ICFIFC: +1 (2013)

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Tuesday, December 2, 2014

ICFIFC: +1 (2013)

+1 (also known as Plus One) is a 2013 American thriller film directed by Dennis Iliadis (The Last House On The Left).  It premiered on March 10, 2013 at the SXSW and stars Ashley Hinshaw (Chronicle), Rhys Wakefield (The Purge), and Natalie Hall (Pretty Little Liars).  +1 was released in theaters, iTunes and VOD on September 20, 2013.  For the VOD release Iliadis worked on fine-tuning elements of the film, as he felt that the SXSW release was too "rushed".

+1 (2013)

  • A.K.A. Title: Plus One
  • Genre: Sci-Fi – Thriller
  • Directed: Dennis Iliadis
  • Produced:
    • Guy Botham 
    • Becky Glupczynski 
    • Thomas Nittmann 
    • Tim Perell 
    • Edson Williams
  • Written: Bill Gullo  Dennis Iliadis
  • Starring: Rhys Wakefield, Logan Miller, Ashley Hinshaw, Natalie Hall, Rohan Kymal, Adam David Thompson, Ronald Ogden, Bernard D. Jones, Brad Mills, April Billingsley, Peter Luis Zimmerman, Josh Warren
  • Music: Nathan Larson
  • Cinematography: Mihai Malaimare Jr.
  • Editing: Yorgos Mavropsaridis
  • Studio:
    • Process Films 
    • Process Media
  • Distributed:
    • Feelgood Entertainment  
    • IFC Midnight  
    • Eagle Films  
    • Mongkol Major  
    • Signature Entertainment  
    • Square One Entertainment  
    • Universum Film
  • Rated:
  • Release Date: 10 March 2013 (USA)
  • Running Time: 95 minutes
  • Country: USA
  • Language: English

While on the phone with his girlfriend Jill, who has moved away to attend college, David prompts her to explicitly wish that he were there to see her compete in a fencing tournament, only to surprise her with an unplanned visit.  After the competition, David approaches Jill's similarly attired opponent from behind and flirts with her, thinking she is his girlfriend.  Intrigued, she kisses David, and Jill storms off angrily after walking in on them.  Later, David meets with his friend Teddy, a sex-obsessed student who tells him that Jill will attend a house party later.  Hoping that she will speak with him in person, David decides to attend the party, too.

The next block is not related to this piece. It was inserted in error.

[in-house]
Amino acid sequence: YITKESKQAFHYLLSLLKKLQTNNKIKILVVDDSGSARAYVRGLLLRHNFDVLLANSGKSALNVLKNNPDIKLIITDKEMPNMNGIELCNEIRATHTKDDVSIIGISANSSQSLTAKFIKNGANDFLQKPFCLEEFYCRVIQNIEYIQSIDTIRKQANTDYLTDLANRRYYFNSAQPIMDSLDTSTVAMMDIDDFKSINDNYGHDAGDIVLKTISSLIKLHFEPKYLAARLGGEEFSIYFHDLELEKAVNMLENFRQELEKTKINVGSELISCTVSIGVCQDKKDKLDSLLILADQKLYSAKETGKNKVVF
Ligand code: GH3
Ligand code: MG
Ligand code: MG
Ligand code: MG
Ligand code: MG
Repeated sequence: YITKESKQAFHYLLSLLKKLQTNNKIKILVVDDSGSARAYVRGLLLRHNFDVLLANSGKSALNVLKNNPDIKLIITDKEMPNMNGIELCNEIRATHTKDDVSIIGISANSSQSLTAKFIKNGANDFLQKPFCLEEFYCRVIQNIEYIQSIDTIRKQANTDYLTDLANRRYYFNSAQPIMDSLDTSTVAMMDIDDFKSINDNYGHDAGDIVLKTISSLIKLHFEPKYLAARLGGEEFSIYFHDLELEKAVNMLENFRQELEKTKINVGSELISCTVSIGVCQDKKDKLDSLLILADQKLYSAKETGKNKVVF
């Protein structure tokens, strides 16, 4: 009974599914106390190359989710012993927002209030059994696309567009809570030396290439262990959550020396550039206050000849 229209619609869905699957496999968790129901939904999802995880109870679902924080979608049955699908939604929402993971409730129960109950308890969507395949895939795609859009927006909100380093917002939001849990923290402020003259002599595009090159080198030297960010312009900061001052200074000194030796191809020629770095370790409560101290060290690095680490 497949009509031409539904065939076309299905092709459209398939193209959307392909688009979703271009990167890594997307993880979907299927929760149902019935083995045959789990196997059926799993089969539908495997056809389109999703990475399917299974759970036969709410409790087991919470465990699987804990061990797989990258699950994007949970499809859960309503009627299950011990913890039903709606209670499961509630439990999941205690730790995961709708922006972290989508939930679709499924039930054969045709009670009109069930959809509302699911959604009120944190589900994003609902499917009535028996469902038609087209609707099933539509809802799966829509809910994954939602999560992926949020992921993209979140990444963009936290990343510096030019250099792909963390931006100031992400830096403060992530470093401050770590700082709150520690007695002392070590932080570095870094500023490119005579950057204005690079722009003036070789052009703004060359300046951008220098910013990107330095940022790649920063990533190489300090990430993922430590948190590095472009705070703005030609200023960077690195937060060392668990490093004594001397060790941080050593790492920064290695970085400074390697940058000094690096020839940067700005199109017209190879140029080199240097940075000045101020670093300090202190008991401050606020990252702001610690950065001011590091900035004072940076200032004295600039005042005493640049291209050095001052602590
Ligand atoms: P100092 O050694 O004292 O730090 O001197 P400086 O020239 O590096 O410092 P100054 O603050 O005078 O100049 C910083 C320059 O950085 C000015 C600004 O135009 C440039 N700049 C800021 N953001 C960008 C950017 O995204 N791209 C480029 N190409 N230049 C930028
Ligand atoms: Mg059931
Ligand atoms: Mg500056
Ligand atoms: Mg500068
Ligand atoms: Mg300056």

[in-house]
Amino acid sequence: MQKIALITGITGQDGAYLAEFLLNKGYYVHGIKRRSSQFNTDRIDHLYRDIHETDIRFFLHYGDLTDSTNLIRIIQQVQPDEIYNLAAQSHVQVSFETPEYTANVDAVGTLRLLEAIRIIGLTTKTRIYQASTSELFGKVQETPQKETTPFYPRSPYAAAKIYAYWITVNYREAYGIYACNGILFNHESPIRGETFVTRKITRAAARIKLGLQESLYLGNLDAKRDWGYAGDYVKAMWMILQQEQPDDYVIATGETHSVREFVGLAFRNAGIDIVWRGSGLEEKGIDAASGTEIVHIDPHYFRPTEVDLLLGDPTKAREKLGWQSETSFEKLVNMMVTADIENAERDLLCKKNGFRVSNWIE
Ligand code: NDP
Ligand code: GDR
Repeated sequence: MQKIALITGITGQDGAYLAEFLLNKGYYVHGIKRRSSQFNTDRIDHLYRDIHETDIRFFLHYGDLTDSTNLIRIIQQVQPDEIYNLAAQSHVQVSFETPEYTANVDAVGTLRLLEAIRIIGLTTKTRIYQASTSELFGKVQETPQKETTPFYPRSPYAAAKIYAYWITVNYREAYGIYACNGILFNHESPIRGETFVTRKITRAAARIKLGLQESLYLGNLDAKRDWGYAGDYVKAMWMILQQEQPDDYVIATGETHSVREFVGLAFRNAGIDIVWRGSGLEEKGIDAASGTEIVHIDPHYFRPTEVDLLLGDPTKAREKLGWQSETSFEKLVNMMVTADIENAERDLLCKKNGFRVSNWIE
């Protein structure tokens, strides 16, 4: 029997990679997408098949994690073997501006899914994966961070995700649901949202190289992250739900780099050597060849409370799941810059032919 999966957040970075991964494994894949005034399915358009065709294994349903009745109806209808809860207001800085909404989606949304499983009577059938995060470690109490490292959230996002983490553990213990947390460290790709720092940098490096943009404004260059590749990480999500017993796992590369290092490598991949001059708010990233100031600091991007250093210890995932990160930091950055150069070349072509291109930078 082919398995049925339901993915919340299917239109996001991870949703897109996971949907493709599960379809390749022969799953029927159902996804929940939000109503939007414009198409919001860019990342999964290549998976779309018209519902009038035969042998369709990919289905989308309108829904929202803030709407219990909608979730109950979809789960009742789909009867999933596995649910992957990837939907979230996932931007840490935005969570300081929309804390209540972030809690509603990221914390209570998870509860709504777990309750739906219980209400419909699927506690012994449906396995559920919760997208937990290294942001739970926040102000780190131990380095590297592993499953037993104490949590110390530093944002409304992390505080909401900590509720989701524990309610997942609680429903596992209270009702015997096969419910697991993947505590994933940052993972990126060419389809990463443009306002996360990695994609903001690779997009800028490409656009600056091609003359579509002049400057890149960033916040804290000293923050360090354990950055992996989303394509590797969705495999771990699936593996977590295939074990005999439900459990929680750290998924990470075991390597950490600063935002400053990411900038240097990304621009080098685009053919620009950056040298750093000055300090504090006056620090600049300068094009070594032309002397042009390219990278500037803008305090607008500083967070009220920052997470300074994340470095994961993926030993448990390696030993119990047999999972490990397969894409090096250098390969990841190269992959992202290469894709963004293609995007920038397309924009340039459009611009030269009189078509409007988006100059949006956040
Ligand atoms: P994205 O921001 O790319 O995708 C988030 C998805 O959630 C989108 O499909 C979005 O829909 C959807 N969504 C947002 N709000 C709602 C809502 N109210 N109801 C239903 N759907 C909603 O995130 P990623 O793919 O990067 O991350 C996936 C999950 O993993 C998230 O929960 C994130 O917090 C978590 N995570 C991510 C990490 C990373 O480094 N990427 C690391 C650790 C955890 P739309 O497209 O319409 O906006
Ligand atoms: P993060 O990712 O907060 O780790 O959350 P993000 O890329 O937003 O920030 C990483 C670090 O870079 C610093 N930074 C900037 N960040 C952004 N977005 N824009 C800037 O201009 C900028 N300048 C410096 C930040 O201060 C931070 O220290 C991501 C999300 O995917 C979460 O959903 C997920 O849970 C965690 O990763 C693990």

A meteor lands near the site of the party, and electrical arcs cause a momentary blackout.  The wild revelers do not notice brief, anomalous phenomena that occur during the blackout, such as a mirror image out of sync, but a drug dealer's girlfriend outside the party becomes spooked.  As the raucous party proceeds, David searches the house for Jill, and Teddy attempts to charm Melanie.  To Teddy's surprise, Melanie invites him to join her upstairs in ten minutes.  Meanwhile, David spies on Jill as she flirts with a friend, and Allison, an outsider, unsuccessfully attempts to fit in.  David attempts to apologize to Jill, but she becomes more angry with his fumbled apology and says that he makes her feel replaceable.  The party moves outside, and the house empties except for David, Teddy, Allison, and Melanie.